Electric vehicles are projected to become more popular in the automotive market. The cost of fossil fuels and knowledge of zero emissions are expected to be two of the factors for the increased adoption rate. In order to address the varying needs for greenhouse gas emissions and fuel efficiency in the United States, Europe, and Asia, numerous vehicle OEMs have conducted detailed studies on various types of hybrid vehicles. Several OEMs in Europe and the United States have hybrid models on the market or are planning to launch shortly.
The typical mechanical set-up of vehicles consists of the power supplied to the wheels by the engine linked by a mechanical drive train and the tank is linked to the internal combustion engine by fuel line with the exhaust device carrying the combustion products to the tail pipe. Mechanical set-up of hybrid vehicles is much more complicated compared to traditional vehicles. In the hybrid cars, batteries along with tanks provide power with an additional gasoline pipe and an electric motor which makes hybrid car more complex. Military organizations from all across the world are also interested in learning more about the energy savings that electric vehicles may provide. Since 1943, the US Army has been researching electric vehicles.
The US military has been conducting extensive research on hybrid military vehicles for the past 50 years, with the usage of electric engines being considered. Therefore, with the start of their hybrid-electric vehicle research and assessment programme in 2005, they were given a higher priority. Several more US programmes created hybrid vehicles in the 2000s, either as a collaborative government-commercial initiative or as a wholly commercial project. These programmes have created a number of hybrid vehicles for testing reasons over the last few years.
Hybrid technology were used to create multipurpose high mobility wheeled vehicles (HMMWV). The HMMWV is a vehicle that is similar to the Logistics Vehicle Modernization Program’s CLSV. According to the study, military hybrid electric vehicles have various advantages, including up to a 68 percent boost in fuel efficiency, but this is largely dependent on the technology utilized and the landscape. The Sustain Operational Function gains greatly from hybrid-electric engines. This severe-duty version demonstrates that this technology may be adapted to military environments where performance and reliability are critical.
Incorporating a hybrid-electric powertrain into a military vehicle is fraught with risk. The biggest issue is cost, as the battery used in these technologies is quite huge and expensive. Large-format lithium-ion batteries currently cost around USD 145 per kilowatt-hour (kWh). Without a complete assessment of electrical usage, it is unknown what is necessary at this time, but a light logistics vehicle is predicted to have a battery capacity of 25-40 kWh. In addition to the battery costs, there are costs for charging and battery management devices, electrical motors, cabling, and control processors. However, the lower lifetime running expenses with respect to fuel, vehicle parts and their maintenance, is expected to somewhat offset these charges.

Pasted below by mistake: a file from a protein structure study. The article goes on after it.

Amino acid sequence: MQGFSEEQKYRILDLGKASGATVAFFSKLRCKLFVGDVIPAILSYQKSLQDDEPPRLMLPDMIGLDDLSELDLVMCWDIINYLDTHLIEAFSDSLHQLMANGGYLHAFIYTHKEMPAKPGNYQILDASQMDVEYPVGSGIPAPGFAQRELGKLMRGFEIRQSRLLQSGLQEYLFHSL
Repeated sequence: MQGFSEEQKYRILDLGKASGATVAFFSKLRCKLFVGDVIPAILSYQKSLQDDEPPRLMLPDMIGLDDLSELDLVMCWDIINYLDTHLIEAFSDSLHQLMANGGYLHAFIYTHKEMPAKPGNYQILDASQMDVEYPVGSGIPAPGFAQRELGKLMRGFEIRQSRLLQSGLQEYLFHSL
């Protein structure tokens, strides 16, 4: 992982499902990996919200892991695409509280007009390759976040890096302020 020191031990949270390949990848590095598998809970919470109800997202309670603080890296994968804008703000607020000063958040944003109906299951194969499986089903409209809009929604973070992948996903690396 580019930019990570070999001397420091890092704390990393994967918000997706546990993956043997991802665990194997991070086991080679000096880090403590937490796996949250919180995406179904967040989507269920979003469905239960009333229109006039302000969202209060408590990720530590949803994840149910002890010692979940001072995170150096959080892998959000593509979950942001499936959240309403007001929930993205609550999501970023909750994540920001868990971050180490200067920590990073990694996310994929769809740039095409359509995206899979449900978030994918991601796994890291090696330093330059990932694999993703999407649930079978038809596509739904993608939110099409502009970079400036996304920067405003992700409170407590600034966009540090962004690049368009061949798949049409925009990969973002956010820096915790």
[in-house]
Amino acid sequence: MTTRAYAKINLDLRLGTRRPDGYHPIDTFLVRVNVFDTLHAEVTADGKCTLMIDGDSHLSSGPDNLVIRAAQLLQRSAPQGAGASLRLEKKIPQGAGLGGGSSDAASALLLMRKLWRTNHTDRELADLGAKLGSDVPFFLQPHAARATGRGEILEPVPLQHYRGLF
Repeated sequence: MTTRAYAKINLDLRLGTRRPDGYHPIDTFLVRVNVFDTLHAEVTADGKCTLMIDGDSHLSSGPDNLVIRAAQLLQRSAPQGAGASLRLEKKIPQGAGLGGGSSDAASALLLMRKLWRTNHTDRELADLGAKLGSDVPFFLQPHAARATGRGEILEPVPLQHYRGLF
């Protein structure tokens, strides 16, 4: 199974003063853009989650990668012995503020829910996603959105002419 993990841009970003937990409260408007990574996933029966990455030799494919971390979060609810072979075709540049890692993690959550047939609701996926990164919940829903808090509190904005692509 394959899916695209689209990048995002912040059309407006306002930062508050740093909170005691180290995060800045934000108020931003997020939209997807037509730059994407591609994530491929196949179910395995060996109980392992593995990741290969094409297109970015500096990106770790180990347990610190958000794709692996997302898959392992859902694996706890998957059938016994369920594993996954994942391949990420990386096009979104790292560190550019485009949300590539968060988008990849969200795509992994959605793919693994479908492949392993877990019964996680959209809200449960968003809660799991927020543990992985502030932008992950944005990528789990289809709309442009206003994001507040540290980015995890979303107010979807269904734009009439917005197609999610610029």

Due to the sheer scattered and asymmetric character of the battlefield, there is a greater demand for adaptable, effective, and durable fighting capabilities. The modern organized battlefield is defined by coordinated combat, in which several entities (manned and unmanned vehicles, ground forces, and remote operations) share real-time synchronized land-air-sea battleground knowledge. The interconnection systems of the new tanks, for example, enable tanks to work alongside wheeled armored vehicles equipped with traditional vetronics to capture and transform sensor data from battlefields into high-value security and fighting services, due in part to leading defence electronic equipment suppliers. These collaboration technologies enhance C4I (Command, Control, Computers, Communications, and Intelligence) applications and provide data supremacy to military supervisors, allowing them to increase operational speed significantly.
The recent battles in Afghanistan and Iraq demonstrate how much logistics are required on a modern battlefield. In this scenario, the supply chain would have to travel large distances in insecure areas, consuming vast amounts of resources such as labor, equipment, and money. Fuel accounts for 70% of the bulk tonnage required to support a frontline military unit, according to figures from the US Army Materiel Command. Fuel can cost up to USD 40-50 per gallon. This represents the presence of a high number of soldiers on the ground who would otherwise be available for operations. To look at it another way, if vehicles are more fuel efficient, the supply chain would require less resources, allowing more resources to be deployed to win a war.
The US Army is aiming to power its brigades with electric and hybrid sources, rather than diesel and antiquated batteries, which are weighing down its logistical tail and limiting mobility and scope. The US Army recently tested a hybrid Chevy Colorado with a hydrogen fuel cell and a multi-unit electric motor, but nothing came close to matching the effort. The Army considers electrically powered brigades to be advantageous when choosing how it will operate in the long run. The Canadian Army also has not overlooked alternative-powered vehicles in recent years. For many years, the commercial, non-militarized, personnel vehicles and pick-up truck fleets has been using hybrid technology. As a result, maintenance crews are required to continue receiving new training to sustain the fleet. This was also integrated into the routine vehicle training scheduled for vehicle engineers.